10 Ways You Can Promote Autism Acceptance: A Professional’s View
By Self-Advocates Becoming Empowered
As allies and professionals we need to emphasize strengths not just weaknesses when portraying adults with autism. With support, people with autism can live inter-independently, work and be productive members of our communities. Autism has many unique advantages for people. For example research has shown that some people with autism outperform others on auditory and visual tasks. There are many jobs out there that give people with autism an advantage. For example if someone has an a narrow focus on let’s say video games or politics, that intense interest could one day turn into a job.
Many people with autism may be supersensitive to noise and rely on predictable routines. However we are parents, siblings, neighbors, students, workers, bloggers and volunteers. Each person experiences autism in different ways and at different intensities. One popular saying that I promote is that if you meet a person with autism, remember you have only meet one person with autism.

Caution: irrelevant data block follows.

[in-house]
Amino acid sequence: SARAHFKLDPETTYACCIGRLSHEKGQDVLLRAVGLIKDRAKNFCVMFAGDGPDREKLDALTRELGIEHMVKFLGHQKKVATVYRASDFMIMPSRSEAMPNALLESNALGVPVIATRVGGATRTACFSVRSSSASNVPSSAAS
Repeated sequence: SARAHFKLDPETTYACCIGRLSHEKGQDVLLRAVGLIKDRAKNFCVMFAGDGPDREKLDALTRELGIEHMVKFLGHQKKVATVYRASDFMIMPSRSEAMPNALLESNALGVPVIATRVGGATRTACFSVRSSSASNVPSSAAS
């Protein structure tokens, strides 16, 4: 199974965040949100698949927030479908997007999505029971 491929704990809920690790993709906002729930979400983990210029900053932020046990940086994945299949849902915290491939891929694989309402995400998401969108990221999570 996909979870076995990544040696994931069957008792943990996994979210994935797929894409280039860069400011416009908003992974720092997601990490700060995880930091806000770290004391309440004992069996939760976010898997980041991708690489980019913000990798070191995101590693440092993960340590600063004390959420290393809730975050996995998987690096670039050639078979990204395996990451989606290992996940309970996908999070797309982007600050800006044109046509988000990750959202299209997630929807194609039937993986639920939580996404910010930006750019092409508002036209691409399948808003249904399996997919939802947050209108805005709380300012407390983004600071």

Here are my suggestions for promoting autism acceptance.
- Write Your Life Story. No matter who you are, you have a story worth telling. Tell people the important things you do for others. Sharing your story will help people understand the experiences of people with disabilities. Your story shows how you can accomplish your dreams.
- Always project a positive image. Talk about the unique contributions of people with autism. Do not be deficit focused.
- Research key talking points about disability rights. Then come up with your own talking points. Then think about pictures to use to spread the word. Use your artistic abilities or computer skills to create flyers and posters. Use a camera or cell phone to record your thoughts and post it on Facebook or YouTube.
- Begin by talking to everyone in your extended family. This can be a trial run giving you practice on communicating autism acceptance.
- Make a plan for getting out the word.
- Consider making presentations at schools, educating businesses, community groups, medical professionals, police officers and others.
- Host an event. My local self-advocacy group puts together a disability acceptance float for local parades.
- Set up a display at county fairs or other public gatherings
- Read your local newspaper to find stories about people with disabilities. (If you don’t like reading the newspaper, recruit a friend who does). When you find an article it is good to follow up and write letters to editor to agree or disagree with opinions expressed in the paper.
- Make sure that all of your acceptance efforts are based on highlighting and protecting the rights of people with autism and other disabilities.